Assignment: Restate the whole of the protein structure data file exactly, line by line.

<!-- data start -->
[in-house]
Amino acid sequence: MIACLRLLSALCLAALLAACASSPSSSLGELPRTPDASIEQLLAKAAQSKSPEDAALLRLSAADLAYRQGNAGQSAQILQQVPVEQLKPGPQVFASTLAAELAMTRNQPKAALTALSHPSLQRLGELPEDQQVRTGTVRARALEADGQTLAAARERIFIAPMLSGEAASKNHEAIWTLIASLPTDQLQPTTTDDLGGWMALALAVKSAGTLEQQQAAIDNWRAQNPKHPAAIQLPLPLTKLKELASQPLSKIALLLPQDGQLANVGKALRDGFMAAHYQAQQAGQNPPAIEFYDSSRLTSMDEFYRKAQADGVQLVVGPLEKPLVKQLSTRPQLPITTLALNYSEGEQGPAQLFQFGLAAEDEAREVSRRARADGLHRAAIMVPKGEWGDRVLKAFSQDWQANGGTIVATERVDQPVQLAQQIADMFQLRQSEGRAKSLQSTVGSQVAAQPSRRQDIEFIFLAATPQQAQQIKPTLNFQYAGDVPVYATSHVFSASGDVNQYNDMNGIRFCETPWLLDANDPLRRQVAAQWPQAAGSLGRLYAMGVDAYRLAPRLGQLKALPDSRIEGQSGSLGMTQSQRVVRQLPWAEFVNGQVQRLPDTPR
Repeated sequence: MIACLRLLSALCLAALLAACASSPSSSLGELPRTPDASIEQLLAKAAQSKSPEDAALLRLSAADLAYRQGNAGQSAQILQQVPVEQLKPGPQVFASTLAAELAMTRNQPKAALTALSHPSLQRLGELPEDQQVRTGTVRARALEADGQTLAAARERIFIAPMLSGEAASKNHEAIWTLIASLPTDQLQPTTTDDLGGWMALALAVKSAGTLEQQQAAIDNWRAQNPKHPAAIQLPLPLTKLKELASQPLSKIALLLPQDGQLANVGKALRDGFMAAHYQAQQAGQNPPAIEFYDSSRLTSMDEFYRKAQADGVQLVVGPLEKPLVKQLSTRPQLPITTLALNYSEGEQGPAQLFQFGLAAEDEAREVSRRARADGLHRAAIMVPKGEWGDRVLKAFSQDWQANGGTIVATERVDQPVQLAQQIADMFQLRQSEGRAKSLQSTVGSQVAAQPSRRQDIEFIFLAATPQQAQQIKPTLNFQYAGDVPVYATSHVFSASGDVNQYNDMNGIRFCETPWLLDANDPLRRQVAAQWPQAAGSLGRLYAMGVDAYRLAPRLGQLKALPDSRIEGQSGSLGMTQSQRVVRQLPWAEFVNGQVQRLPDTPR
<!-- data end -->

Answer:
[in-house]
Amino acid sequence: MIACLRLLSALCLAALLAACASSPSSSLGELPRTPDASIEQLLAKAAQSKSPEDAALLRLSAADLAYRQGNAGQSAQILQQVPVEQLKPGPQVFASTLAAELAMTRNQPKAALTALSHPSLQRLGELPEDQQVRTGTVRARALEADGQTLAAARERIFIAPMLSGEAASKNHEAIWTLIASLPTDQLQPTTTDDLGGWMALALAVKSAGTLEQQQAAIDNWRAQNPKHPAAIQLPLPLTKLKELASQPLSKIALLLPQDGQLANVGKALRDGFMAAHYQAQQAGQNPPAIEFYDSSRLTSMDEFYRKAQADGVQLVVGPLEKPLVKQLSTRPQLPITTLALNYSEGEQGPAQLFQFGLAAEDEAREVSRRARADGLHRAAIMVPKGEWGDRVLKAFSQDWQANGGTIVATERVDQPVQLAQQIADMFQLRQSEGRAKSLQSTVGSQVAAQPSRRQDIEFIFLAATPQQAQQIKPTLNFQYAGDVPVYATSHVFSASGDVNQYNDMNGIRFCETPWLLDANDPLRRQVAAQWPQAAGSLGRLYAMGVDAYRLAPRLGQLKALPDSRIEGQSGSLGMTQSQRVVRQLPWAEFVNGQVQRLPDTPR
Repeated sequence: MIACLRLLSALCLAALLAACASSPSSSLGELPRTPDASIEQLLAKAAQSKSPEDAALLRLSAADLAYRQGNAGQSAQILQQVPVEQLKPGPQVFASTLAAELAMTRNQPKAALTALSHPSLQRLGELPEDQQVRTGTVRARALEADGQTLAAARERIFIAPMLSGEAASKNHEAIWTLIASLPTDQLQPTTTDDLGGWMALALAVKSAGTLEQQQAAIDNWRAQNPKHPAAIQLPLPLTKLKELASQPLSKIALLLPQDGQLANVGKALRDGFMAAHYQAQQAGQNPPAIEFYDSSRLTSMDEFYRKAQADGVQLVVGPLEKPLVKQLSTRPQLPITTLALNYSEGEQGPAQLFQFGLAAEDEAREVSRRARADGLHRAAIMVPKGEWGDRVLKAFSQDWQANGGTIVATERVDQPVQLAQQIADMFQLRQSEGRAKSLQSTVGSQVAAQPSRRQDIEFIFLAATPQQAQQIKPTLNFQYAGDVPVYATSHVFSASGDVNQYNDMNGIRFCETPWLLDANDPLRRQVAAQWPQAAGSLGRLYAMGVDAYRLAPRLGQLKALPDSRIEGQSGSLGMTQSQRVVRQLPWAEFVNGQVQRLPDTPR